Wiring the alternator and fuse block input wires directly to the battery source is a disaster looking for a place to happen. A maxi fuse or a fusible link can be your savior if a major electrical malfunction occurs.

7. Cutting the wires too short during installation

Make sure to cut wires with a “little extra” so that they aren’t pulled too tightly. Pulling a little extra wire before cutting will make installation a lot easier and safer.

8. Routing wires around hinges and areas that move

Wiring for accessories like power windows, power locks, trunk lights, and underhood lights should be attached securely and wrapped in some type of covering to protect the wires from possible chafing. Aftermarket tubes and boots are ideal.

9. Routing wires through sheetmetal

When routing wires through an inner fender, firewall, or any sheetmetal, always use a grommet or other form of protection. The sharp edge of the metal will soon destroy the wire insulation and cause a short to ground.

10. Using wires designed for low-amperage on high-amperage circuits

Eighteen-gauge wire is designed to trigger a cooling fan relay. Using this wire to power the fan directly will cause the wire to get hot and will prevent the fan from running efficiently.

11. Substituting incorrect fuses

If you have a problem in a circuit, how many times have you heard the story, or done it yourself, by inserting a piece of foil to keep the lights or something else on? It’s only a matter of time until something starts burning.

12. Not reading the instructions

Contrary to popular hot rod wisdom, instruction manuals are a wealth of information and are meant to be read and absorbed. To prevent the possibility of routing wires to the wrong destination, not using a relay in a specified circuit or a host of many things can be avoided by simply doing the proper research ahead of time.

Charging an Absorbed Glass Mat Battery

In the world of hot rodding absorbed glass mat (AGM) batteries have become common place. The following Optima Batteries tech tips will keep any lead acid battery performing at its best. These are all important factors to consider when maintaining any absorbent glass mat battery.

Alternators are not chargers: Do not rely on the vehicle alternator to do the work of a charger. An alternator is meant to maintain a vehicle battery, not charge it.

Newer chargers incorporate newer battery technology: Many newer battery chargers, or Smart Chargers, have microprocessors that collect information from the battery and adjust the current and voltage accordingly. Some have different settings for charging traditional wet cell (flooded), gel, and AGM batteries.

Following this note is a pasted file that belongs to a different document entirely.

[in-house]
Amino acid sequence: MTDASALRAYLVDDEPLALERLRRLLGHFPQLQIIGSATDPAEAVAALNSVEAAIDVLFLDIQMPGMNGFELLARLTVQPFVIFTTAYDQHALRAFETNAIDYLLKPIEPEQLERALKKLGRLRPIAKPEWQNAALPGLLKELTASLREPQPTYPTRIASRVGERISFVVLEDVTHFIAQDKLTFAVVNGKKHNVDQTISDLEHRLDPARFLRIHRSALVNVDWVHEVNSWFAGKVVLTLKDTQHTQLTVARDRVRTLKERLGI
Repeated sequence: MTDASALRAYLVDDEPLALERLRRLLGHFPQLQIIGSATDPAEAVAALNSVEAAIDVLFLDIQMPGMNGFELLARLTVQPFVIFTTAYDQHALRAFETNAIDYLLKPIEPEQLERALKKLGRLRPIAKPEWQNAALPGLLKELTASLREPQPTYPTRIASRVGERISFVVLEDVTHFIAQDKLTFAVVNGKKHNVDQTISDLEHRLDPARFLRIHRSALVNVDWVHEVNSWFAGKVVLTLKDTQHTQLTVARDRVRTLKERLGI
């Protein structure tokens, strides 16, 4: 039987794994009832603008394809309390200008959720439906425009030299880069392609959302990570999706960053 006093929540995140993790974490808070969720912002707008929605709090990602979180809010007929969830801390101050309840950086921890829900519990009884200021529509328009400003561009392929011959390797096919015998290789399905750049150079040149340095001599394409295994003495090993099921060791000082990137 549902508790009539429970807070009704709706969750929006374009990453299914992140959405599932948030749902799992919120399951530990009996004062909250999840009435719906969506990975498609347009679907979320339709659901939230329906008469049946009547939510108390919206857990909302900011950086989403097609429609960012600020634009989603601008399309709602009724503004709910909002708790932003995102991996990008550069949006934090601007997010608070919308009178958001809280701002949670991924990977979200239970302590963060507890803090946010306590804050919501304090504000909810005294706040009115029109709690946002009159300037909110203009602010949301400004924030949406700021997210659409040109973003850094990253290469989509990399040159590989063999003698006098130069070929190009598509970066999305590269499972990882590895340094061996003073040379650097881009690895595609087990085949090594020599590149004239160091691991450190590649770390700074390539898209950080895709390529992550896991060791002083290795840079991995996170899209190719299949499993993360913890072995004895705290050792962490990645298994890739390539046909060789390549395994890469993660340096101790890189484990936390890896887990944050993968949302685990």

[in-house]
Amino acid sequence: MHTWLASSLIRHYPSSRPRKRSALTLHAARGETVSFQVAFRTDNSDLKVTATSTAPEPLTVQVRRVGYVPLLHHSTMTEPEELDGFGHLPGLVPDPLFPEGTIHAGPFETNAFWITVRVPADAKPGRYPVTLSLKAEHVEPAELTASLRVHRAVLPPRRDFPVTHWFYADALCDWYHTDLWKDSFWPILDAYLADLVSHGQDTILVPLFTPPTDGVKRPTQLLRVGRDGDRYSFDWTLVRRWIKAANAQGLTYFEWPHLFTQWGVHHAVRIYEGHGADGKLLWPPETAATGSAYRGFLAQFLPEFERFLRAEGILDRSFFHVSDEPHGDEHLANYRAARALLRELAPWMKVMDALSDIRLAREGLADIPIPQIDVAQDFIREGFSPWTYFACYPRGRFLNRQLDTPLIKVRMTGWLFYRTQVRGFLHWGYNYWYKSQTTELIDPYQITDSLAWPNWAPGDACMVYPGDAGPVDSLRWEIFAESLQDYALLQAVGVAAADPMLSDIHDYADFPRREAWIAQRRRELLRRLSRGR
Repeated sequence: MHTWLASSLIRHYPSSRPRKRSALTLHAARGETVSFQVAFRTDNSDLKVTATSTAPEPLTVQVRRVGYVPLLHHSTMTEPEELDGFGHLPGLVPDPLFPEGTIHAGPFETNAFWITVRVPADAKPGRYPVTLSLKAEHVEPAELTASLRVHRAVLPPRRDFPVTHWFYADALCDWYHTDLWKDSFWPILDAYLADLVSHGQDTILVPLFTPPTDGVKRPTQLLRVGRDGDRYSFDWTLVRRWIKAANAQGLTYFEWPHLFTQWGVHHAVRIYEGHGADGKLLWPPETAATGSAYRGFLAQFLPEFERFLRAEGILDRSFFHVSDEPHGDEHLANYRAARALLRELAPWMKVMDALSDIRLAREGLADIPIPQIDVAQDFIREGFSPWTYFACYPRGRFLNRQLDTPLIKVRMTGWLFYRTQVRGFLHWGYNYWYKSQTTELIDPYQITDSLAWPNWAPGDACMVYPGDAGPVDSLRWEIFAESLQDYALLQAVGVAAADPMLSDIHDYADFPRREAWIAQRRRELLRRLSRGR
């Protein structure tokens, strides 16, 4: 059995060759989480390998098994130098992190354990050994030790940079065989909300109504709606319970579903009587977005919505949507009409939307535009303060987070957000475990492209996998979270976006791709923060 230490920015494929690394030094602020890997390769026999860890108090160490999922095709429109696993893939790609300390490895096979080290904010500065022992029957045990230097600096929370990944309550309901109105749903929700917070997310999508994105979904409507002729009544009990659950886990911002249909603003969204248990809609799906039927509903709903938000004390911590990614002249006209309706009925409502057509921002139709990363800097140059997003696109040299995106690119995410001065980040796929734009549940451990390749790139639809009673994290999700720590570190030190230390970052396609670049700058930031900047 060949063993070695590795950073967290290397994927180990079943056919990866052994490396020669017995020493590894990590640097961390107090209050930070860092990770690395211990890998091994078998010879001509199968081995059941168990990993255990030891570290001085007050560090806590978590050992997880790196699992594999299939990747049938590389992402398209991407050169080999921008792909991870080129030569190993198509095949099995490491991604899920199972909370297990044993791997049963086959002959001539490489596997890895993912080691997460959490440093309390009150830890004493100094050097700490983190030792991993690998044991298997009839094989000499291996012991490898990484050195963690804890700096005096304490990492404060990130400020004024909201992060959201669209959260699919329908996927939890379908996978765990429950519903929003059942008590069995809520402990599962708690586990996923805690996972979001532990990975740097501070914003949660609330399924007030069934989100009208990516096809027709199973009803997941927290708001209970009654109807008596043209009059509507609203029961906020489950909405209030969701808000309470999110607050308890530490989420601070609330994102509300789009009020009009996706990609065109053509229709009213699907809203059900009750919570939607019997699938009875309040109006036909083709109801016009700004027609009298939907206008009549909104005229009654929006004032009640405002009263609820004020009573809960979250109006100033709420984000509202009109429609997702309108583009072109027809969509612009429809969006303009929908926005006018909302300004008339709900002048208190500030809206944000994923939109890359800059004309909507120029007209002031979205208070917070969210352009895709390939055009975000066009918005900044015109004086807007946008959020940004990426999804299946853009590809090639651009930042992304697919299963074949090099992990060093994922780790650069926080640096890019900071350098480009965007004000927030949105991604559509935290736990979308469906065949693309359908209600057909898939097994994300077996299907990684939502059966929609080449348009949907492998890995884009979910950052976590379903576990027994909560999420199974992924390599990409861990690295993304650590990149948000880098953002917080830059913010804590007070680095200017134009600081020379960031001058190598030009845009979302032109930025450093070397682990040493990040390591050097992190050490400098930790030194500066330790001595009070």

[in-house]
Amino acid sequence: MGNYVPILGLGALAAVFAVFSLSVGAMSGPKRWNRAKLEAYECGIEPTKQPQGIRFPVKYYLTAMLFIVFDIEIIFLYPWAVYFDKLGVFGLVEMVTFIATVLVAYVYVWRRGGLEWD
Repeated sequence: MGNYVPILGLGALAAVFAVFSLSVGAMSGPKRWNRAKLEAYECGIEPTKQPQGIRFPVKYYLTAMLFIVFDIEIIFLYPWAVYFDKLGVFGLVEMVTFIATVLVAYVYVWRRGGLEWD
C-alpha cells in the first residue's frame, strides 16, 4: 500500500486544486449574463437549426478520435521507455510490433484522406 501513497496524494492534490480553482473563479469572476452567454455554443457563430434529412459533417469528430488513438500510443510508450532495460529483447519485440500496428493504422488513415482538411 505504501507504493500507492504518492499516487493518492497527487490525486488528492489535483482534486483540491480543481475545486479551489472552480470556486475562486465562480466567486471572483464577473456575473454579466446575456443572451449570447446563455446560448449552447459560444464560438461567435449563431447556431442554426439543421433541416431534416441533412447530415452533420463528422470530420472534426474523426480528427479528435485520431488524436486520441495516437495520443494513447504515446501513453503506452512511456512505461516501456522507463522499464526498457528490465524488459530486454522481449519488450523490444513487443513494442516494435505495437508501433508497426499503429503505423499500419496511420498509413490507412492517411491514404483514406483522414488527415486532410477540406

Sulfation limits battery performance: All lead acid batteries can experience sulfation, the formation of lead sulfate crystals upon discharge. Look for a charger with a de-sulfation mode to help condition the battery and keep it performing at its best.

All batteries eventually die: Batteries are a consumable product, meaning no battery will last forever. The goal is to consistently maintain your battery to get the highest performance and most life out of it.

Charging Considerations for AGM Batteries

Different chargers have different capabilities: Although under normal conditions most 12V automatic battery chargers will work on an AGM battery, the battery will only charge to about 80 percent of its full capacity. Many newer battery chargers have settings specifically for AGM batteries and some even have separate settings for Optima RedTop and YellowTop batteries.

AGM and gel technology differ: Remember the technology of an AGM battery is not the same as a gel battery, which has its own charging requirements. If the charger offers different modes, select the correct one for your battery. Using the gel setting to charge an AGM battery will not fully charge and over time will actually damage your AGM battery.

Lower is better: A low amp charger (1-10 amps) is always the best choice for charging any lead acid battery. It is faster to charge at higher amperage, but it generates a lot of heat, which reduces the life of a battery.